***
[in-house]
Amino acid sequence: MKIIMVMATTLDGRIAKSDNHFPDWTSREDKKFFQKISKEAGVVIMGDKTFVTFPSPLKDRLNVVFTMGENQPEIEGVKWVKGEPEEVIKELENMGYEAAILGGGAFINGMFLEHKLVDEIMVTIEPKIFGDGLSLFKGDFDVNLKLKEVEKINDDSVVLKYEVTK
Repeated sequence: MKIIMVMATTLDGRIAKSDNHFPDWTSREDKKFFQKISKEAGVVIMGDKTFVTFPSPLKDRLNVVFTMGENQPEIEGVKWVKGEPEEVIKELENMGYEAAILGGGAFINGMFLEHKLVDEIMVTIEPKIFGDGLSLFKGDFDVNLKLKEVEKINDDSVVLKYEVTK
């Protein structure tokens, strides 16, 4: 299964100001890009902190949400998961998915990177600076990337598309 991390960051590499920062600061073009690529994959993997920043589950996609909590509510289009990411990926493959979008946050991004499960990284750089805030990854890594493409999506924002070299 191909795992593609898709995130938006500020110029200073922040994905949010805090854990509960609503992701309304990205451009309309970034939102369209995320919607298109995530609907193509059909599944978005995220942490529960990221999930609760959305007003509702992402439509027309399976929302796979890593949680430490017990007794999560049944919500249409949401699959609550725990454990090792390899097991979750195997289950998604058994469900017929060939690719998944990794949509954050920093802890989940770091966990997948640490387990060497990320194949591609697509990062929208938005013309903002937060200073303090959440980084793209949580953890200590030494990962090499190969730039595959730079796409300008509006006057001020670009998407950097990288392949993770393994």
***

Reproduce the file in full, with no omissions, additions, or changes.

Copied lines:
[in-house]
Amino acid sequence: MKIIMVMATTLDGRIAKSDNHFPDWTSREDKKFFQKISKEAGVVIMGDKTFVTFPSPLKDRLNVVFTMGENQPEIEGVKWVKGEPEEVIKELENMGYEAAILGGGAFINGMFLEHKLVDEIMVTIEPKIFGDGLSLFKGDFDVNLKLKEVEKINDDSVVLKYEVTK
Repeated sequence: MKIIMVMATTLDGRIAKSDNHFPDWTSREDKKFFQKISKEAGVVIMGDKTFVTFPSPLKDRLNVVFTMGENQPEIEGVKWVKGEPEEVIKELENMGYEAAILGGGAFINGMFLEHKLVDEIMVTIEPKIFGDGLSLFKGDFDVNLKLKEVEKINDDSVVLKYEVTK
């Protein structure tokens, strides 16, 4: 299964100001890009902190949400998961998915990177600076990337598309 991390960051590499920062600061073009690529994959993997920043589950996609909590509510289009990411990926493959979008946050991004499960990284750089805030990854890594493409999506924002070299 191909795992593609898709995130938006500020110029200073922040994905949010805090854990509960609503992701309304990205451009309309970034939102369209995320919607298109995530609907193509059909599944978005995220942490529960990221999930609760959305007003509702992402439509027309399976929302796979890593949680430490017990007794999560049944919500249409949401699959609550725990454990090792390899097991979750195997289950998604058994469900017929060939690719998944990794949509954050920093802890989940770091966990997948640490387990060497990320194949591609697509990062929208938005013309903002937060200073303090959440980084793209949580953890200590030494990962090499190969730039595959730079796409300008509006006057001020670009998407950097990288392949993770393994």